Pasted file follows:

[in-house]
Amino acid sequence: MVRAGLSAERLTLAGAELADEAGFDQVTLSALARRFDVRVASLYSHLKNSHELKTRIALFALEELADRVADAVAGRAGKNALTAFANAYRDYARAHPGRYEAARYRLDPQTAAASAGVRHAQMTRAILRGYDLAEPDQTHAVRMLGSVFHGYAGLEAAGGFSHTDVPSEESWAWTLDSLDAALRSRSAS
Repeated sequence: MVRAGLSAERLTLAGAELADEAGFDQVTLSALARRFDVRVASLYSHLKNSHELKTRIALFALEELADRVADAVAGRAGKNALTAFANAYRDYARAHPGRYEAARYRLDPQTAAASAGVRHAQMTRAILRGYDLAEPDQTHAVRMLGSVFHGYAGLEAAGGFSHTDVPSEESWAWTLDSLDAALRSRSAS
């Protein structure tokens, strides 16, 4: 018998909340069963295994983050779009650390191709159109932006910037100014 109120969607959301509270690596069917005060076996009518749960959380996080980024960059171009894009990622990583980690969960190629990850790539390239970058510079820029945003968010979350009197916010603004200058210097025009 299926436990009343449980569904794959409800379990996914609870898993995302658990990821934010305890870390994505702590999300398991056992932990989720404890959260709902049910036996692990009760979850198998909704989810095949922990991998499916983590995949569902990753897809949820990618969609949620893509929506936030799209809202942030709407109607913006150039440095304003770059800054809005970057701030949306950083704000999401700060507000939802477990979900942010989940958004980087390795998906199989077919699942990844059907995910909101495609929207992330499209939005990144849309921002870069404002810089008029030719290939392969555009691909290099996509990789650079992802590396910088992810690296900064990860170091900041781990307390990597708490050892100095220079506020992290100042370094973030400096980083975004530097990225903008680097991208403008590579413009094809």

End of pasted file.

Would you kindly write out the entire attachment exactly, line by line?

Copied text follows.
[in-house]
Amino acid sequence: MVRAGLSAERLTLAGAELADEAGFDQVTLSALARRFDVRVASLYSHLKNSHELKTRIALFALEELADRVADAVAGRAGKNALTAFANAYRDYARAHPGRYEAARYRLDPQTAAASAGVRHAQMTRAILRGYDLAEPDQTHAVRMLGSVFHGYAGLEAAGGFSHTDVPSEESWAWTLDSLDAALRSRSAS
Repeated sequence: MVRAGLSAERLTLAGAELADEAGFDQVTLSALARRFDVRVASLYSHLKNSHELKTRIALFALEELADRVADAVAGRAGKNALTAFANAYRDYARAHPGRYEAARYRLDPQTAAASAGVRHAQMTRAILRGYDLAEPDQTHAVRMLGSVFHGYAGLEAAGGFSHTDVPSEESWAWTLDSLDAALRSRSAS
């Protein structure tokens, strides 16, 4: 018998909340069963295994983050779009650390191709159109932006910037100014 109120969607959301509270690596069917005060076996009518749960959380996080980024960059171009894009990622990583980690969960190629990850790539390239970058510079820029945003968010979350009197916010603004200058210097025009 299926436990009343449980569904794959409800379990996914609870898993995302658990990821934010305890870390994505702590999300398991056992932990989720404890959260709902049910036996692990009760979850198998909704989810095949922990991998499916983590995949569902990753897809949820990618969609949620893509929506936030799209809202942030709407109607913006150039440095304003770059800054809005970057701030949306950083704000999401700060507000939802477990979900942010989940958004980087390795998906199989077919699942990844059907995910909101495609929207992330499209939005990144849309921002870069404002810089008029030719290939392969555009691909290099996509990789650079992802590396910088992810690296900064990860170091900041781990307390990597708490050892100095220079506020992290100042370094973030400096980083975004530097990225903008680097991208403008590579413009094809």